Monday, October 8, 2012

Jack Daniel's And TTB Redefine Neutral Spirits, Or Do They?

When is a neutral spirit not a neutral spirit? When it's a Jack Daniel's product, apparently.

The young saga of new Jack Daniel's Unaged Rye has already gotten curiouser and curiouser. The story begins with Friday's post about two new 'white whiskey' products from Jim Beam and Jack Daniel's.

Looking at the photograph of the Jack Daniel's package provided by the distillery, inquiring minds wanted to know how a product distilled at 140° proof (70% ABV), as they described the product, could be labeled 'neutral spirit,' considering that the regulations of the U.S. Treasury Department's Tax and Trade Bureau (TTB) clearly state that neutral spirit is a distilled spirit distilled at more than 190° proof (95% ABV). (The exact wording is reproduced below.)

Well, that apparently is not what 'neutral spirit' means if you're Jack Daniel's. Below is the explanation from Jack Daniel's PR agency. I'm flabbergasted, but there it is.

Mr. Cowdery,

Good afternoon. Thank you for your inquiry. Per the portion of the Code of Federal Regulations describing neutral spirits (vodka) and whiskey copied and provided below, vodka has to be distilled at or above 190 proof and “without distinctive character, aroma, taste, or color. Whiskeys must be distilled at less than 190 proof and “possess the taste, aroma, and characteristics generally attributed to whisky, stored in oak containers (except that corn whisky need not be stored), and bottled at not less than 80 proof.”

The net of this is that our unaged rye did not satisfy the “Class 2; Whiskey” requirement of being stored in an oak container, therefore the TTB ruled that it should be labeled as a “neutral spirit” even though it was distilled at 140 proof and obviously violates the stated vodka requirement of being “without distinctive character, aroma, taste, or color.” By this ruling, it is assumed that the TTB considers all whiskies (except corn whisky) to be neutral spirits until they enter the barrel for maturation. Jack Daniel’s packaging and legal departments argued that the Tennessee Unaged Rye should be labeled as an “unaged whiskey” which we felt more accurately described the nature of the product to the consumer, but the TTB ruled against this proposal and would only approve the label under the category “neutral spirit”.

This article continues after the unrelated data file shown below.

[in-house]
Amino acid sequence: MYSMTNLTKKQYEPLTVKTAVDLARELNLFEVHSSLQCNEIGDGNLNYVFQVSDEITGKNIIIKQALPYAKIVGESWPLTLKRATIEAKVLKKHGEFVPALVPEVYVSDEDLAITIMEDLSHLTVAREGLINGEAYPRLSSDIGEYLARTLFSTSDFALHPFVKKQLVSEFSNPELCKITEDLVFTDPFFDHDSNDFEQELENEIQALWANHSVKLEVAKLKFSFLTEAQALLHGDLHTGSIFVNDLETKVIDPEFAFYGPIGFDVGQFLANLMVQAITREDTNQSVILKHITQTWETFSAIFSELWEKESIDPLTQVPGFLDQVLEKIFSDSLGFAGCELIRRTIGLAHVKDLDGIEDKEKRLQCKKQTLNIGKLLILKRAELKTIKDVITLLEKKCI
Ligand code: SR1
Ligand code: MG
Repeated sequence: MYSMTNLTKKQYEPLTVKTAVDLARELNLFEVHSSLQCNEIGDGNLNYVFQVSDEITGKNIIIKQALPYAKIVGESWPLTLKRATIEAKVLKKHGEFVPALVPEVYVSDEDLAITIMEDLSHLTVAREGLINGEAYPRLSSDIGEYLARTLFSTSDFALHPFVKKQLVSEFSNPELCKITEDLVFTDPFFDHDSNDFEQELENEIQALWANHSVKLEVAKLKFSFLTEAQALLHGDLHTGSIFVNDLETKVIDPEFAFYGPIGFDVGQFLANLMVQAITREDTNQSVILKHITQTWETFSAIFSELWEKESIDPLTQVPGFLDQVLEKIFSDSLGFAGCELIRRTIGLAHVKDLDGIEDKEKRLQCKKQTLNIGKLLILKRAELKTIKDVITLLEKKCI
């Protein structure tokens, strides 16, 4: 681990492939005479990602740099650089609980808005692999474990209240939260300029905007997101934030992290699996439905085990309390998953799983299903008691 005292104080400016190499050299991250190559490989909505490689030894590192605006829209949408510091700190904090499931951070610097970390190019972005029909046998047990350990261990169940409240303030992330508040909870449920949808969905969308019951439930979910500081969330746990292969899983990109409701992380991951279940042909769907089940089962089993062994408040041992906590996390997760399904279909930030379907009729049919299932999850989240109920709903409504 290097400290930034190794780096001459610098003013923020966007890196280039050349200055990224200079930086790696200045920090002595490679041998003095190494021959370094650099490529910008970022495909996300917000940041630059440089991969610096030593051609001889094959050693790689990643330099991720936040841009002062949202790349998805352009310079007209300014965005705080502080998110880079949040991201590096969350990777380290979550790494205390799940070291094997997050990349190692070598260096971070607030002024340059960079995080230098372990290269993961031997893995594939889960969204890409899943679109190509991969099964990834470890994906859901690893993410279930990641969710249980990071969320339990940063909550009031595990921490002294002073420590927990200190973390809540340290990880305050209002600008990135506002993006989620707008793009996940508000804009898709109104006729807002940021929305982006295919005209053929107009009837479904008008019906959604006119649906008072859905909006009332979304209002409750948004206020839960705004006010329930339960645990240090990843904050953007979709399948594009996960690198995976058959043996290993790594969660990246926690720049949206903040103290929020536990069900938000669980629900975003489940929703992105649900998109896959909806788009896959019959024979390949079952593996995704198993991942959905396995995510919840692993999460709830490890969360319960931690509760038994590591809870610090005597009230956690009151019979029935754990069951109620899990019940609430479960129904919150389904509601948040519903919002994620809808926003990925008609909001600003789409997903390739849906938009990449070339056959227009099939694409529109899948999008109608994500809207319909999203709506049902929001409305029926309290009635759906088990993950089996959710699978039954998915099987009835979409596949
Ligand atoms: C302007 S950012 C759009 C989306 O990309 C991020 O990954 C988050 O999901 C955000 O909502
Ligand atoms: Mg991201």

Jack Daniel’s understands this category classification can certainly be a point of confusion. The Jack Daniel’s Tennessee Unaged Rye is a fermented mash of 70 percent rye, 18 percent corn, and 12 percent malted barley that was distilled at 140 proof and charcoal mellowed, but it was never entered into an oak barrel.

Again, thank you for your inquiry. Please let me know if you have more concerns or questions.


Subpart C—Standards of Identity for Distilled Spirits § 5.22 The standards of identity. Standards of identity for the several classes and types of distilled spirits set forth in this section shall be as follows (see also §5.35, class and type):

 (a) Class 1; neutral spirits or alcohol. “Neutral spirits” or “alcohol” are distilled spirits produced from any material at or above 190° proof, and, if bottled, bottled at not less than 80° proof.

(1) “Vodka” is neutral spirits so distilled, or so treated after distillation with charcoal or other materials, as to be without distinctive character, aroma, taste, or color.

(2) “Grain spirits” are neutral spirits distilled from a fermented mash of grain and stored in oak containers.

(b) Class 2; whisky. “Whisky” is an alcoholic distillate from a fermented mash of grain produced at less than 190° proof in such manner that the distillate possesses the taste, aroma, and characteristics generally attributed to whisky, stored in oak containers (except that corn whisky need not be so stored), and bottled at not less than 80° proof, and also includes mixtures of such distillates for which no specific standards of identity are prescribed.

Rob Hoskins
Jack Daniel’s Media Relations

As I replied to Mr. Hoskins, the definition of ‘neutral spirits,’ as a class designation, is distinguishable from the definition of vodka, which appears below it as a type designation within the class of neutral spirits, much as ‘rye whiskey’ appears as a type designation within the class of whiskey. The definition of ‘neutral spirits’ as a class, while it does not include the "without distinctive character, aroma, taste, or color" requirement for vodka, does clearly state that the spirit must be distilled above 190° of proof. The ruling as described would seem to undermine the definition of neutral spirits for more purposes than just the labeling of this one Jack Daniel’s product.

In case you haven't detected this yet, I consider this outrageous. 

I have made my own inquiries to TTB. Stay tuned.


jdl said...

Chuck-Just to be clear, you are not outraged at Jack Daniel's are you? You are upset at the ruling from the govt-right. To me, it almost seems like we need a new catagory-this is not vodka, it is not whiskey. What would you call the product before it is put in an oak barral?

Chuck Cowdery said...

I'm outraged that a product that is clearly not a neutral spirit is going to be sold as a neutral spirit. I've heard JD's side and haven't heard TTB's, so the jury is still out on who is responsible for this travesty.

If JD had used the touch-and-go technique, putting the distillate in wood for a few minutes, there would be no objection to calling it whiskey, so they seem to have sought this disturbing ruling, despite their protests to the contrary. Their proposed 'unaged whiskey' classification clearly doesn't work, because it contradicts the definition of whiskey, but this outcome is just as nuts.